June 26, 2008
Source: Audi AG
More power and torque with less fuel consumption that is the dream of every engine designer. With the Audi valvelift system, which manages the inlet valve timing in a gasoline engine in a very innovative way, that dream becomes a reality. Audi uses this technology for its direct-injection 2.8 and 3.2-liter V6-FSI engines in the A4, A5, A6 and A8.
Intelligence is all in the head, one might say the cylinder head in the case of a cars engine. The aim is to open and close the valves in such a way that the correct charge of air is always drawn into the cylinders. The first breakthrough came years ago with the rotation of the camshaft by means of adjusters permitting the valve opening and closing times to be varied. The Audi valvelift system now achieves the next step variable control of the valve lift, thus influencing the cross-section of the intake duct.
How it works: The two inlet camshafts are equipped with teeth. On each of them sit three cam elements cylindrical sleeves, on the outside of which there are spiral grooves. There are six metal pins integrated into the ladder frames of each of the two cylinder heads, which extend by four millimeters, powered by lightning-fast electromagnetic actuators. Two of them are responsible for each cam element.
The top illustration on page 2 of this newsletter shows the right-hand pin in action. It engages in the groove of the rotating cam element and so pushes it by seven millimeters to the right on the shaft. It is locked in the end position by means of a spring-loaded pin. The metal pin, now idle, is pushed back mechanically.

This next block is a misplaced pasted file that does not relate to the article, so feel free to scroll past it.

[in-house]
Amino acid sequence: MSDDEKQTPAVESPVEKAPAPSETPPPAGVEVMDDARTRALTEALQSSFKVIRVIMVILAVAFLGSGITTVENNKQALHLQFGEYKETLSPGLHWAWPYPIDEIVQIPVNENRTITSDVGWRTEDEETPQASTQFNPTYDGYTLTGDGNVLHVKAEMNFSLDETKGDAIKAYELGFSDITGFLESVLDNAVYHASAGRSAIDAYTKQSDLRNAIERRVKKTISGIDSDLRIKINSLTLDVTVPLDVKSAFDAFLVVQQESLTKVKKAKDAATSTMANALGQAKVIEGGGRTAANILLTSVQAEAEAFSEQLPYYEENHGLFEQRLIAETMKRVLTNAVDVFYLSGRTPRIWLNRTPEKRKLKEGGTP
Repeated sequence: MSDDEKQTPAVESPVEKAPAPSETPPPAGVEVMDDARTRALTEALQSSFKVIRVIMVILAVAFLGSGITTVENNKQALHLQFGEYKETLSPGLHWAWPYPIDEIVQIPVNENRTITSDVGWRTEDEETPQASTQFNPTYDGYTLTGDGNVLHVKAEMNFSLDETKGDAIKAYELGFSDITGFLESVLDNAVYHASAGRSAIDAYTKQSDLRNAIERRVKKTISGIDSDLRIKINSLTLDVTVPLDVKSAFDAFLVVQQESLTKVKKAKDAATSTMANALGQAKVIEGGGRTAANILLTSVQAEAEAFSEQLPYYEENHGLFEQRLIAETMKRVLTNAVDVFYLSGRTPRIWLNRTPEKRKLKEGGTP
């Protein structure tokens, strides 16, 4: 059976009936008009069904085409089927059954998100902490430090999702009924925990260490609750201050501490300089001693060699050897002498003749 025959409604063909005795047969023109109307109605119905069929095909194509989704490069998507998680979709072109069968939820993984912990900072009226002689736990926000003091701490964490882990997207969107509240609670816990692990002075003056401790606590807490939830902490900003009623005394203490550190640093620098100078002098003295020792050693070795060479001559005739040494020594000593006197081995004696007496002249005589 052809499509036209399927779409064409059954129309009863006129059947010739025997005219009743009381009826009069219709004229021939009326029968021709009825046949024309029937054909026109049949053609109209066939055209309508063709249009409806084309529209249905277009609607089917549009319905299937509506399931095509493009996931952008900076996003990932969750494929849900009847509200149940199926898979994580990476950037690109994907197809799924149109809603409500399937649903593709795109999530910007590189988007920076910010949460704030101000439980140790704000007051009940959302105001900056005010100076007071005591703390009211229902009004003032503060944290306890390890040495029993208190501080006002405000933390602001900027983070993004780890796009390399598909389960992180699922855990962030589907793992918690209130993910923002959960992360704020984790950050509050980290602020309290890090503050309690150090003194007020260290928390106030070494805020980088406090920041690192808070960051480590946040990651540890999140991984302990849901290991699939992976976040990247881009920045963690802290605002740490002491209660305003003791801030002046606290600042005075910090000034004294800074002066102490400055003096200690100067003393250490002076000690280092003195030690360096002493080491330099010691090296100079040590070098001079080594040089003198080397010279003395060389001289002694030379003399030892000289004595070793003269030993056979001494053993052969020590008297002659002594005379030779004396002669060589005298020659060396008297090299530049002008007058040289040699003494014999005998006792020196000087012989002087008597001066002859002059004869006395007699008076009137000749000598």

Each cam element carries two adjacent profiles for small and large valve lifts. When pushed to the right the cam element is in the full load position, where the voluminous full-load profiles (shown in red in the drawing) operate the especially narrow roller cam followers. They open the two inlet valves with a lift of 11.0 mm ideal for high charge volumes and flow speeds in the combustion chamber.
Under partial load the cam element is pushed to the left by the left-hand pin; now the small cam profiles (green) come into play. They open the valves with a small and variable lift, either only 2.0 mm or 5.7 mm. This asymmetric opening leads the to the charge air rotating both spirally and cylindrically as it flows into the combustion chamber. This “drumble”, which is assisted by edges and bumps in the combustion chamber and a specially shaped piston, renders superfluous the charge motion flaps which are otherwise necessary in the intake duct of FSI engines.
The changeover between the valve lift settings takes place in the range between 700 and 4,000 rpm; it is completed within two revolutions of the crankshaft. A collection of short-term interventions a switch to retarded ignition, the adjustment of all four camshafts and the closing of the throttle prevent torque surges. What the driver will notice are the engines smooth power build-up and spontaneous throttle response.